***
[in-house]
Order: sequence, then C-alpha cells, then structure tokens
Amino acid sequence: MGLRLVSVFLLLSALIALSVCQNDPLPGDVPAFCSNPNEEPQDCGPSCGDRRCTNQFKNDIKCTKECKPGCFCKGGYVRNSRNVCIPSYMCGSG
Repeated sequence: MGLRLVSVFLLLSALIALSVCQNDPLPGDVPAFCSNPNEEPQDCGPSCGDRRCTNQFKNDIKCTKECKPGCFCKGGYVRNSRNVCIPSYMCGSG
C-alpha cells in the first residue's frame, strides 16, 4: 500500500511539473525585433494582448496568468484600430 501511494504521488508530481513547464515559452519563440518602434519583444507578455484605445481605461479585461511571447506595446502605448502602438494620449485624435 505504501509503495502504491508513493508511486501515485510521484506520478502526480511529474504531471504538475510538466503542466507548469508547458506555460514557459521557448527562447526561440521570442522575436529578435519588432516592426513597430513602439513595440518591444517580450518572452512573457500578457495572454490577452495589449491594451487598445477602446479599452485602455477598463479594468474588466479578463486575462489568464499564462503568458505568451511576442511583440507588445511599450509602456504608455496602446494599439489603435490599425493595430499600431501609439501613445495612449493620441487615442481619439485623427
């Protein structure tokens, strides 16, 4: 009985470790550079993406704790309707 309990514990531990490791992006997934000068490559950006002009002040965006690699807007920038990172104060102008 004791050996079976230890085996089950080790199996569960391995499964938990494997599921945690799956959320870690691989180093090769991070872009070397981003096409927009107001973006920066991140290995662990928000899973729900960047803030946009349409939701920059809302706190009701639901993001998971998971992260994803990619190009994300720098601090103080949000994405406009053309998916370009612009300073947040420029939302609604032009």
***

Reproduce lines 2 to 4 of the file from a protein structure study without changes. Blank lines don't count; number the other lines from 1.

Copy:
Order: sequence, then C-alpha cells, then structure tokens
Amino acid sequence: MGLRLVSVFLLLSALIALSVCQNDPLPGDVPAFCSNPNEEPQDCGPSCGDRRCTNQFKNDIKCTKECKPGCFCKGGYVRNSRNVCIPSYMCGSG
Repeated sequence: MGLRLVSVFLLLSALIALSVCQNDPLPGDVPAFCSNPNEEPQDCGPSCGDRRCTNQFKNDIKCTKECKPGCFCKGGYVRNSRNVCIPSYMCGSG